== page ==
In marketing, change is the name of the game. Especially with all this talk of Mobilegeddon lately, there’s never been a better time to refresh your website.
And if you’ve been a reader for a while, you’ve probably noticed some big changes recently here on the Earnworthy site.
Since I’ve been getting quite a few questions and comments regarding my recent site refresh, I figured this would make for a good blog post on the topic.
Let’s take a stroll down memory lane
Before we get to the good stuff, we will need to travel to the past, when Earnworthy was just an idea on a scrap of paper.
When I first launched this site as a blog (and nothing more) on January 13th, 2014, I didn’t really know what direction I wanted to take it in. So I just went with the flow.
Here’s what the site looked like back in those early days, not so long ago:
It was simple, clean, and minimalistic for sure. I didn’t even have any significant calls-to-action (CTAs). Isn’t that against a marketing rule somewhere?
Anyway, my focus in the early days was on content, not aesthetics. And forget about mobile. No, literally. I forgot all about it.
While the site was responsive, I hadn’t tested it for mobile devices, nor did I optimize it for mobile traffic. Oh well.
Fast forward to more recent times, and the look of the site changed slightly, but still retained the minimalistic focus.
Here’s a screenshot from just before this recent refresh:
List building, list building, list building
But of course, that couldn’t last forever. I knew Earnworthy should be more than just a blog. I also wanted to capture a higher percentage of email subscriptions directly from the homepage. The old designs just couldn’t do that.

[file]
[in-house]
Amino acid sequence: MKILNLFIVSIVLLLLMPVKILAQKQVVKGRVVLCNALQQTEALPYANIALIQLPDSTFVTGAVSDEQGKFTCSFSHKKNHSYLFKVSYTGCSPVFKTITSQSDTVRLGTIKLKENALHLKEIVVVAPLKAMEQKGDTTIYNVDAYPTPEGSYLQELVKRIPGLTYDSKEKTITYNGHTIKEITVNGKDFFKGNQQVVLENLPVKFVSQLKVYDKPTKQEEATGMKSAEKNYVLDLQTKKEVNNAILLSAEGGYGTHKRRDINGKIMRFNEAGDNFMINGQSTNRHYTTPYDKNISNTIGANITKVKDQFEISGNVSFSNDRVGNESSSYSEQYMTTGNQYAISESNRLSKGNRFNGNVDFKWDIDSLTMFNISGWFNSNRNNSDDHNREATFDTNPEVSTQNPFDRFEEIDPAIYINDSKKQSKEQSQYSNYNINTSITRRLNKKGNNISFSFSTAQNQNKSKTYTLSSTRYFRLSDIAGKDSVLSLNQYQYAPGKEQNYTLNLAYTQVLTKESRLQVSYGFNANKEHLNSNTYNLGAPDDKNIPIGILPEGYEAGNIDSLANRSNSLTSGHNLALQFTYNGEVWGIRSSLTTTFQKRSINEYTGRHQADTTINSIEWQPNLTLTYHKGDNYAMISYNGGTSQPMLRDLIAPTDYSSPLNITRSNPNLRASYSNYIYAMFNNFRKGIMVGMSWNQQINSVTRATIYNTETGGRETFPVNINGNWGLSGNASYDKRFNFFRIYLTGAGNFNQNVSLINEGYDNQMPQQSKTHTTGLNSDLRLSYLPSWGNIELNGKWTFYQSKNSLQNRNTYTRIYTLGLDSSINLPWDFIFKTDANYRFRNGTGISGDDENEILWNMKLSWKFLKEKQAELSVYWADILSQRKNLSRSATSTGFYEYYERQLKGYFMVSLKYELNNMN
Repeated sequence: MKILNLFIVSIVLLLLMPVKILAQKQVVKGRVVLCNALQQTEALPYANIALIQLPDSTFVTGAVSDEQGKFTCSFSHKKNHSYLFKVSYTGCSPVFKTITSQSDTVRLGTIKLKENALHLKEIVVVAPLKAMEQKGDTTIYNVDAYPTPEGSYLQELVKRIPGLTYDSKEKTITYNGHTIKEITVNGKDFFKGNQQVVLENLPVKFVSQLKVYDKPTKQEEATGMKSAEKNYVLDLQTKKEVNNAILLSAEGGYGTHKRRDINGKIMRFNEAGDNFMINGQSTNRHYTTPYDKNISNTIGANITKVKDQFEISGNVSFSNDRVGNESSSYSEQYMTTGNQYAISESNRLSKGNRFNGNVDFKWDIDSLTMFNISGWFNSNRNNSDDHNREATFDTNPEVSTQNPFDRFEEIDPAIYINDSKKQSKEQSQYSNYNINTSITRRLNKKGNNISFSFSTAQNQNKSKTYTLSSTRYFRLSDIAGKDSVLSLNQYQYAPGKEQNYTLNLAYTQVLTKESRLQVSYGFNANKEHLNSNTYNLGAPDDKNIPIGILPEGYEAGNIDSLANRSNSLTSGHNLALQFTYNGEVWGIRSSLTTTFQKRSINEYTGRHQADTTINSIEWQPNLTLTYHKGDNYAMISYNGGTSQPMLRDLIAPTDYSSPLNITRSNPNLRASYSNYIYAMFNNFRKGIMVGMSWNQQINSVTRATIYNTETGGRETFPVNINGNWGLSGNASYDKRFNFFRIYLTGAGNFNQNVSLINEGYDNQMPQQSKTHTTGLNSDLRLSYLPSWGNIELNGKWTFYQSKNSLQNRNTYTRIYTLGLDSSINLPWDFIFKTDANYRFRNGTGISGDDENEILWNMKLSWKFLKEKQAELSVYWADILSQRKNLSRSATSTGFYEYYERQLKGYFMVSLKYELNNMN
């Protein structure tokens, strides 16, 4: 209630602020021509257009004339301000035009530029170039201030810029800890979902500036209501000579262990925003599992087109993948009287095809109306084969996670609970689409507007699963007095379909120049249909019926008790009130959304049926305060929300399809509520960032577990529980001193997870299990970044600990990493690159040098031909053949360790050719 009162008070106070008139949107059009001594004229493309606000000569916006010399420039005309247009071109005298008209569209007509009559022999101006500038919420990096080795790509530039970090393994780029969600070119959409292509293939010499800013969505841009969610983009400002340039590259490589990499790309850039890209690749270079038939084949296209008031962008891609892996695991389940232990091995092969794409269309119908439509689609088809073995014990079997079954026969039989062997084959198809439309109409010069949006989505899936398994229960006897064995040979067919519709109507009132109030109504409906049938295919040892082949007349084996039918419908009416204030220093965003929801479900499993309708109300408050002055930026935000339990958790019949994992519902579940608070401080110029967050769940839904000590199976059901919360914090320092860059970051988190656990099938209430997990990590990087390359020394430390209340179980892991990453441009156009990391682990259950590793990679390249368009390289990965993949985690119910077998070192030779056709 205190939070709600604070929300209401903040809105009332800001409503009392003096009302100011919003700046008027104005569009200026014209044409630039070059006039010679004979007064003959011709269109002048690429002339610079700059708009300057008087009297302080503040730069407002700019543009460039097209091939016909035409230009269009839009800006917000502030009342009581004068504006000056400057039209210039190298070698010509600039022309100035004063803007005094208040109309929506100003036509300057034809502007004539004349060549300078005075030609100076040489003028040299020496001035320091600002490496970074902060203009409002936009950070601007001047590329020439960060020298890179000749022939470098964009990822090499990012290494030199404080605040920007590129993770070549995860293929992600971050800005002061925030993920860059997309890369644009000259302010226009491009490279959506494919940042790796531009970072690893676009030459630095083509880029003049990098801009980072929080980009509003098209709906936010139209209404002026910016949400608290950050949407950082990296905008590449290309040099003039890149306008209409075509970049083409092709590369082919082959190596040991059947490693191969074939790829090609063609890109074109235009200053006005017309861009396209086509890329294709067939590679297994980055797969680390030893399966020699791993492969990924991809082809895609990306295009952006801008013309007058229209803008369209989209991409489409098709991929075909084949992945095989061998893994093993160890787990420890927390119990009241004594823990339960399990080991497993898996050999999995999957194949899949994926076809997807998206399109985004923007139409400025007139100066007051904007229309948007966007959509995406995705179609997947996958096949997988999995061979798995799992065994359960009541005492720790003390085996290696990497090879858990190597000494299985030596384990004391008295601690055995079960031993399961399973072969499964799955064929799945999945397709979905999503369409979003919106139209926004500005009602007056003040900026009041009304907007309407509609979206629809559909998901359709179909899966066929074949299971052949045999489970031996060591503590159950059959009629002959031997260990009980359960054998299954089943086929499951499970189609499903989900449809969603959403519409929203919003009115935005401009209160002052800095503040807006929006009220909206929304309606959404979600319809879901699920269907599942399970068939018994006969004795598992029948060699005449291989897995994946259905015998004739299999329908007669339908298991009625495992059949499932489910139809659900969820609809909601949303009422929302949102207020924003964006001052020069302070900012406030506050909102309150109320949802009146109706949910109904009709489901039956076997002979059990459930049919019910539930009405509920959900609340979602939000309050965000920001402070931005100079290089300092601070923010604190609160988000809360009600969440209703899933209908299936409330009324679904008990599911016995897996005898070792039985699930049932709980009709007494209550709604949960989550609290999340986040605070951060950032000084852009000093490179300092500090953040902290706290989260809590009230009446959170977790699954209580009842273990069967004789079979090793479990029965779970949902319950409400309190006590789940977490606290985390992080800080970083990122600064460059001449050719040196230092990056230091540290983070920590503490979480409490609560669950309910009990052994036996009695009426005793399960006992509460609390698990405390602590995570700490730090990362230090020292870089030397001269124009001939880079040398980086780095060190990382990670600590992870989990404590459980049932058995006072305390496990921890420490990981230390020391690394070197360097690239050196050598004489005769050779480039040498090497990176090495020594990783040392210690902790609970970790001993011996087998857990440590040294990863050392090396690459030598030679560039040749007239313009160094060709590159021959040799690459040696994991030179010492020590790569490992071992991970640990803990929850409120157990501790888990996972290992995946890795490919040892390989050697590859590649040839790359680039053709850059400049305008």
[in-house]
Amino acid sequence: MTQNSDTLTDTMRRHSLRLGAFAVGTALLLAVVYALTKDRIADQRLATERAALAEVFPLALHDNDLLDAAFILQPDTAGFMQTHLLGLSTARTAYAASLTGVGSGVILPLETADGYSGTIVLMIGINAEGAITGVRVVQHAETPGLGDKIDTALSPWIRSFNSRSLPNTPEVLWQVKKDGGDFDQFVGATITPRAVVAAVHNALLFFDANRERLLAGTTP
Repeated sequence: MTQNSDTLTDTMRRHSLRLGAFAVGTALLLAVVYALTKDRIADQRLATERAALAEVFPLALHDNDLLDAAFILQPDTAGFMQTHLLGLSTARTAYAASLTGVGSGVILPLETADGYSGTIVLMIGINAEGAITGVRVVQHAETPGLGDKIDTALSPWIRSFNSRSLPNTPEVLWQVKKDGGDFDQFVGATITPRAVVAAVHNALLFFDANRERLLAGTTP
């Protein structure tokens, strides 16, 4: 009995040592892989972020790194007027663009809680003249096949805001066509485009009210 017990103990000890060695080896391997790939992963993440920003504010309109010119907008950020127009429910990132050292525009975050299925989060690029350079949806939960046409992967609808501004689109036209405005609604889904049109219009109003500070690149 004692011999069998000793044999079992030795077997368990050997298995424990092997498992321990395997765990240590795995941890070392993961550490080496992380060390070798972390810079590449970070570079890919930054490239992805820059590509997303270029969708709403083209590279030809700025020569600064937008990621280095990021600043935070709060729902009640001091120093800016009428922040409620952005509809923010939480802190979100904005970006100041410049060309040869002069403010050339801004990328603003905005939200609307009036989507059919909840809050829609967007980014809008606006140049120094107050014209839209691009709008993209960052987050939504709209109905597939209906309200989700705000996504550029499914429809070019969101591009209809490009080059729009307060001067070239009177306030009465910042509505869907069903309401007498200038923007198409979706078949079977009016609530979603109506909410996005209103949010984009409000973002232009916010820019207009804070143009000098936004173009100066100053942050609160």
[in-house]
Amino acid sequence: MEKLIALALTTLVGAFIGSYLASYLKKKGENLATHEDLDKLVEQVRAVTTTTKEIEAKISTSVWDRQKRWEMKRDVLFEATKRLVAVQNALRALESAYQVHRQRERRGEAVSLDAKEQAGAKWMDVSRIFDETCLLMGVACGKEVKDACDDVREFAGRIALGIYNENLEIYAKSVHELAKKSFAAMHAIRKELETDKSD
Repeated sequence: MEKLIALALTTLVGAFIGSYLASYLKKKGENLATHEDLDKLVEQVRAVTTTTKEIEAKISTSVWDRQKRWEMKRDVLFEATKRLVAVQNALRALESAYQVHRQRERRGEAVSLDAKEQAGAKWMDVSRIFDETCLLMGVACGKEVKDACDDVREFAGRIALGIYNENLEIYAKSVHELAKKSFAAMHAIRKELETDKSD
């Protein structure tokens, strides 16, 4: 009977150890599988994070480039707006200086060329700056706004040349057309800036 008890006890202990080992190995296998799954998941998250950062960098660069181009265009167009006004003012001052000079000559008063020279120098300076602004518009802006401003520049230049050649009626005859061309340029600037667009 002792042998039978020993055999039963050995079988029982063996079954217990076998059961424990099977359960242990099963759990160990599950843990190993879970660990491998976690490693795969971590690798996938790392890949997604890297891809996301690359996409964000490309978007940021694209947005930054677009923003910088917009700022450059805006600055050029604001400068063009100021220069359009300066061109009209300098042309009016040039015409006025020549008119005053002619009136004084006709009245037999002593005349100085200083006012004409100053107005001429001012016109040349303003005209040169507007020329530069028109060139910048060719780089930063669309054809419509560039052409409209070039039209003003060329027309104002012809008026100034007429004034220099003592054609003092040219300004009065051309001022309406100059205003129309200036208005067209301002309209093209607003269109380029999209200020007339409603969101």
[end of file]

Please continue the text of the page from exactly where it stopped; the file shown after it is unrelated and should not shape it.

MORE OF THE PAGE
I knew that growing my email list was the number one way to take Earnworthy to a new level, so that was going to be the focus. In addition to that, I wanted to make it easier for first-time visitors to know what the heck Earnworthy was all about anyway.
So, after settling on what I wanted to get out of the new redesign, I put it down on paper and went looking for the best theme to make it happen.
Takeaway #1: Start with your goals in mind. If you want more leads, build a site that gets you more leads. Make your goals the cornerstone of every design decision.
There’s a theme for that
Yes, that’s right. I said theme. Earnworthy is built on WordPress (of course), but it isn’t custom-coded from scratch. Rather, I use the Genesis framework from StudioPress as the basic foundation, and then skin the site with a Genesis child theme.
If that all sounds Greek to you, think of it like this. If this site was a house: WordPress is the foundation where the house is built. Without it, nothing can be built upon it. Therefore the foundation needs to be rock solid. But once it is in place, it sort of gets out of the way, and visitors don’t even notice it.
Then, on top of the foundation (WordPress), Genesis is the actual frame of the house. Genesis also happens to be one of the best frameworks on the market right now. It’s great for search engine optimization, it’ll keep your site running fast, and it’s easy to set up.
But Genesis isn’t really meant to be a theme all on its own. That’s where child themes come in. Think of a Genesis child theme as being the paint, and tile, and artwork on the walls of the house. It’s what makes the house look really nice.
For this refresh, I’m using a child theme called Altitude Pro. It’s fully responsive, and built with the latest standards, so let’s just say it’ll do the job.
I’ve customized it somewhat to give it unique functionality and colors. But not much.
Okay, let’s get back on track with the refresh.
Takeaway #2: Don’t be afraid to use a theme. The right theme will save you time and money, and you’ll feel less compelled to keep the same look for a long time because of the investment cost.
Time to write some copy
After deciding on a child theme and installing it, I had to develop some compelling copy for the new homepage (which would be very different from the old homepage).
I decided to cut the homepage into five sections.
First, there is a large “hero image” which would have the main value proposition of the site, along with two calls-to-action. Visitors can either click on a “Start Here” button to get a full tour of what Earnworthy is all about, or they can go directly to the blog.
Next, there is a more in-depth description, along with some trust logos.